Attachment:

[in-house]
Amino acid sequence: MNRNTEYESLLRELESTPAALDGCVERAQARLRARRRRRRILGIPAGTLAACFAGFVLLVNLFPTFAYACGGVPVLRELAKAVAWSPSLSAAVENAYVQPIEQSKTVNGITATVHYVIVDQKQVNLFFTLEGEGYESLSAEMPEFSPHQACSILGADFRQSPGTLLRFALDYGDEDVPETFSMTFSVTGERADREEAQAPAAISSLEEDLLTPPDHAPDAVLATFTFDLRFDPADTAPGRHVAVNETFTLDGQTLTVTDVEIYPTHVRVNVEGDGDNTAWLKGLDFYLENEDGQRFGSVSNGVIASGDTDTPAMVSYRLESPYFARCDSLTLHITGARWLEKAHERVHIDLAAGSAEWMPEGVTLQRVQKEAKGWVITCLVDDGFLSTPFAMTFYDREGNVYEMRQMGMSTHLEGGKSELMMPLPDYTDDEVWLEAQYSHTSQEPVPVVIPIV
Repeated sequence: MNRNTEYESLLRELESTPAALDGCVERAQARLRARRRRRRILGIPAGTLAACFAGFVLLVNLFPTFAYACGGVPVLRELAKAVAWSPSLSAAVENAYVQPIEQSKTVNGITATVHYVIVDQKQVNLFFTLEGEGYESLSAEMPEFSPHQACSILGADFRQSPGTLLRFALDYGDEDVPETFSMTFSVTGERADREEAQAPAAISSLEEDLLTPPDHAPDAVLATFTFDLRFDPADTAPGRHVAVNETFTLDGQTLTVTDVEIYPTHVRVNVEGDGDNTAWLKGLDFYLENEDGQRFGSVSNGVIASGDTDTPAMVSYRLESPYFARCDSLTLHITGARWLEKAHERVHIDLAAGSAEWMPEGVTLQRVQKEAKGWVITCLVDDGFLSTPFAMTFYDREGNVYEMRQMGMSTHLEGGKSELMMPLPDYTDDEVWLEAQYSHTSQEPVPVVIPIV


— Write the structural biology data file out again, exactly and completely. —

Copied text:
[in-house]
Amino acid sequence: MNRNTEYESLLRELESTPAALDGCVERAQARLRARRRRRRILGIPAGTLAACFAGFVLLVNLFPTFAYACGGVPVLRELAKAVAWSPSLSAAVENAYVQPIEQSKTVNGITATVHYVIVDQKQVNLFFTLEGEGYESLSAEMPEFSPHQACSILGADFRQSPGTLLRFALDYGDEDVPETFSMTFSVTGERADREEAQAPAAISSLEEDLLTPPDHAPDAVLATFTFDLRFDPADTAPGRHVAVNETFTLDGQTLTVTDVEIYPTHVRVNVEGDGDNTAWLKGLDFYLENEDGQRFGSVSNGVIASGDTDTPAMVSYRLESPYFARCDSLTLHITGARWLEKAHERVHIDLAAGSAEWMPEGVTLQRVQKEAKGWVITCLVDDGFLSTPFAMTFYDREGNVYEMRQMGMSTHLEGGKSELMMPLPDYTDDEVWLEAQYSHTSQEPVPVVIPIV
Repeated sequence: MNRNTEYESLLRELESTPAALDGCVERAQARLRARRRRRRILGIPAGTLAACFAGFVLLVNLFPTFAYACGGVPVLRELAKAVAWSPSLSAAVENAYVQPIEQSKTVNGITATVHYVIVDQKQVNLFFTLEGEGYESLSAEMPEFSPHQACSILGADFRQSPGTLLRFALDYGDEDVPETFSMTFSVTGERADREEAQAPAAISSLEEDLLTPPDHAPDAVLATFTFDLRFDPADTAPGRHVAVNETFTLDGQTLTVTDVEIYPTHVRVNVEGDGDNTAWLKGLDFYLENEDGQRFGSVSNGVIASGDTDTPAMVSYRLESPYFARCDSLTLHITGARWLEKAHERVHIDLAAGSAEWMPEGVTLQRVQKEAKGWVITCLVDDGFLSTPFAMTFYDREGNVYEMRQMGMSTHLEGGKSELMMPLPDYTDDEVWLEAQYSHTSQEPVPVVIPIV